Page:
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Kings' bad loss exposes myriad problems

Team's implosion in season opener has Coach Terry Murray mulling changes to defensive pairings as the team fails to battle adversity.

October 05, 2009|Helene Elliott

It's understandable that Kings defenseman Alec Martinez was nervous in his NHL debut Saturday against Phoenix.

It's beyond comprehension why franchise defenseman Drew Doughty played the worst game of his NHL career and the team imploded in a season-opening 6-3 loss at Staples Center.

Coach Terry Murray said Sunday he might replace Martinez with Peter Harrold on Tuesday against San Jose because he didn't like the defense pairings and "passes that were bobbled and kind of end up being soft plays that were turnovers coming back at us." Or he might continue to mix the pairs, as he did in mid-game.

Fixing the other problems could be more difficult.

Murray on Sunday had players practice battling along the boards and generating offense in five-on-five situations. The Kings were one of the NHL's weakest five-on-five teams last season and repeated that Saturday, when they sustained no five-on-five pressure and scored only on power plays.

"I don't know how to explain it," said winger Wayne Simmonds, a preseason standout who took one shot and made a bad turnover. "We weren't hard on the boards. We didn't play hard."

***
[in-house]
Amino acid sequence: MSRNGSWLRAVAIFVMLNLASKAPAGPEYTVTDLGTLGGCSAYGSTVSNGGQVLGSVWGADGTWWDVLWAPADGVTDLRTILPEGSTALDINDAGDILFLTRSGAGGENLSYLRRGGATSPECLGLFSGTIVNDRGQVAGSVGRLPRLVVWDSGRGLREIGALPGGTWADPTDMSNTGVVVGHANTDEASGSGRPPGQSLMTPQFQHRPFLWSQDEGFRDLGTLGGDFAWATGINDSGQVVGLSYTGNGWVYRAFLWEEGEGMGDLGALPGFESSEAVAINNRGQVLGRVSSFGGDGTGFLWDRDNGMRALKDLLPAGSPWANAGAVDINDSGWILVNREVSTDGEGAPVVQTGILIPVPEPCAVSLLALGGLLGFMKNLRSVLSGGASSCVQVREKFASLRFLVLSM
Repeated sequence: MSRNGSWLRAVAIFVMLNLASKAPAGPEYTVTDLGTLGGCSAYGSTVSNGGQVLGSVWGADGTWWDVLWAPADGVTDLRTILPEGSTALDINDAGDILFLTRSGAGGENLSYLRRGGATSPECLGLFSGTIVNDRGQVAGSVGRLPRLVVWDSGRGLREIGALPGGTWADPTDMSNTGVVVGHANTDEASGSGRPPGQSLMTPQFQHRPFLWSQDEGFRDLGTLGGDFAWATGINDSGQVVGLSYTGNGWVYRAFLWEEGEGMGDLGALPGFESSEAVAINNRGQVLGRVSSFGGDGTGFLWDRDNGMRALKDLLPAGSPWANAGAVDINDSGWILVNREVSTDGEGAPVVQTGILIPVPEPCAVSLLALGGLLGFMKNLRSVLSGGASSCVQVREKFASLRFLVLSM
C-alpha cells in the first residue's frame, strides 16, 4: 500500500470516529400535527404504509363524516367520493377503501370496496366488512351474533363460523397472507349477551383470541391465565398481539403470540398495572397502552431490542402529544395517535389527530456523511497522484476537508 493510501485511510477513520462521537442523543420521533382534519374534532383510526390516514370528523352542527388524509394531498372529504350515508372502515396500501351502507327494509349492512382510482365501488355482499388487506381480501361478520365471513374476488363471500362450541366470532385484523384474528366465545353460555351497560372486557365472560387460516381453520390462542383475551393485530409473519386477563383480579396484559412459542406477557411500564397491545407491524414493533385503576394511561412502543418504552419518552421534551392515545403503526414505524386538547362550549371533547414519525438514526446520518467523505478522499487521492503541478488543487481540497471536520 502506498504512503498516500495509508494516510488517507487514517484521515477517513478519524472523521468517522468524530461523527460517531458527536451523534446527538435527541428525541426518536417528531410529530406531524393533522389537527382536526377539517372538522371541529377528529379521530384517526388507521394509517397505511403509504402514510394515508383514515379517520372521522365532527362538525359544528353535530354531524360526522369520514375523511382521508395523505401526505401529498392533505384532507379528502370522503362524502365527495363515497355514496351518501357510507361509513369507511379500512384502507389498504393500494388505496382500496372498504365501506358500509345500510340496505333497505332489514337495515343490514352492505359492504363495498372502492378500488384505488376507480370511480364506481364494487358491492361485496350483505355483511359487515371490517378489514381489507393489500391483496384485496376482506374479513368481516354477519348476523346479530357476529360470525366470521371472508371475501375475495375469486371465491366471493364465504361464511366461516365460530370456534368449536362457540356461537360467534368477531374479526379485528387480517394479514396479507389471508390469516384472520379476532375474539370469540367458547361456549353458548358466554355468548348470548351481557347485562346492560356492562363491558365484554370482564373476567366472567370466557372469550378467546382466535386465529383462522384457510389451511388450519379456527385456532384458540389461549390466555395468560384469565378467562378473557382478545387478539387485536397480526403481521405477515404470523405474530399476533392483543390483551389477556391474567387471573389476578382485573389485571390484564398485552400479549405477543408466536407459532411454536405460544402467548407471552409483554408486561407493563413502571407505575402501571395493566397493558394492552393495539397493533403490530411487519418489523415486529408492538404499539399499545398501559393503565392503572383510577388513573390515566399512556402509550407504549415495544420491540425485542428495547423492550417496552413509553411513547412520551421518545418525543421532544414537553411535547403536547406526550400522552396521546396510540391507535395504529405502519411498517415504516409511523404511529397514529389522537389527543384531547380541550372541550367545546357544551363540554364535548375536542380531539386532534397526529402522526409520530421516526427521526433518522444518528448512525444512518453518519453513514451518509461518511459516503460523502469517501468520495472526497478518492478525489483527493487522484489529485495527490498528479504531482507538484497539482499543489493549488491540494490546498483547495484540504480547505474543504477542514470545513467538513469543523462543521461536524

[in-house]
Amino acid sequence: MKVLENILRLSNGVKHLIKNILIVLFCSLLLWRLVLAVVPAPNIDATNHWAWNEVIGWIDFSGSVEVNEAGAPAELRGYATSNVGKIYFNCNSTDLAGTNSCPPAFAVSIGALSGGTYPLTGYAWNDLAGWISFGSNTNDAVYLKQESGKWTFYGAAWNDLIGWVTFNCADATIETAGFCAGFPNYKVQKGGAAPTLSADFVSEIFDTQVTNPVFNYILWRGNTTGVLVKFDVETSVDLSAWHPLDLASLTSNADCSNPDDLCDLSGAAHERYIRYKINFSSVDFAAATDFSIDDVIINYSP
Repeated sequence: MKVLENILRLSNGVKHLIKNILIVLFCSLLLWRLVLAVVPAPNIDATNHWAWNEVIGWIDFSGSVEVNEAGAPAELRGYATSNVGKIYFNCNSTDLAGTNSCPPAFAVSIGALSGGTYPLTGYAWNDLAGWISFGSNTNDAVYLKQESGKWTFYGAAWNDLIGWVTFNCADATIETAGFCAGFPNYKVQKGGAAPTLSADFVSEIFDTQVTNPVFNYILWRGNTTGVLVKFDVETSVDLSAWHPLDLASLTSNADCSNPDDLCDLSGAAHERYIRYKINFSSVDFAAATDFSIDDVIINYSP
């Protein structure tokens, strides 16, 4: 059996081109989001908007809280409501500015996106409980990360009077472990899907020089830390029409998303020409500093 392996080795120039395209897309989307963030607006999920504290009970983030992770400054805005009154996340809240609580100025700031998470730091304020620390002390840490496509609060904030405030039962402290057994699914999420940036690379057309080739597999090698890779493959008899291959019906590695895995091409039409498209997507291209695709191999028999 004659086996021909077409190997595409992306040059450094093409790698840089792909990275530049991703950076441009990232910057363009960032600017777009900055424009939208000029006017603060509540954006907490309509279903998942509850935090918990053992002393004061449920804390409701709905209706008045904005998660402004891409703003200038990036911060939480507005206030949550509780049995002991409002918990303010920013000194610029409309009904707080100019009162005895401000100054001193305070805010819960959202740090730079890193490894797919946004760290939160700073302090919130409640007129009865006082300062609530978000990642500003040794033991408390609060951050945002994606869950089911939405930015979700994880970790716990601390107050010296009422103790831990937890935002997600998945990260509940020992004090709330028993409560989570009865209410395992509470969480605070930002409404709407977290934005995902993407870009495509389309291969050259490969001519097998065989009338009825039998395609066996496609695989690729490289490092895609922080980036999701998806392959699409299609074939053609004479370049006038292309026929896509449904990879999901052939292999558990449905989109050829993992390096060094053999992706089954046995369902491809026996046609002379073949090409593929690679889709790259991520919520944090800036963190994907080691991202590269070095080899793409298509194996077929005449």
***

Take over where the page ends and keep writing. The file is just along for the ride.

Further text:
If there were drills for handling adversity, the Kings could have benefited from those too. They handled it as badly as they handled Phoenix's speedy forwards.

"We went down one goal and started making a few errors on the defensive end, in the defensive zone. I think after that, things kind of started going downhill," said Doughty, who made two giveaways that led to goals and was in the penalty box on the Coyotes' first goal. "We were making more and more mistakes."

That bothered Murray most of all. "It's not the way to get yourself into the playoffs," he said. "Stuff is going to happen, shifts, plays, goals against. Adversity is staring you in the face every time you step onto the ice and you've got to be able to manage that the right way."

Brown out, but maybe not for long

Team captain Dustin Brown didn't skate because of what Murray said was a strained gluteal muscle. Brown had therapy and was expected to return to the ice today.

Slap shots

Phoenix had a 33-23 edge on faceoffs. Brown was the only King who won more than he lost, and he was 1-0. . . . The Kings were 0-2 to start last season after a home-and-home sequence against San Jose. Murray compared Saturday's loss to the 3-1 loss that launched last season. "A lot of deer-in-the-headlights, 'Wow what a good team they have.' We didn't know how to play," he said. "What you have to get back to, and what we did get back to all the time last year, is the checking part of the game. That always brings you back."


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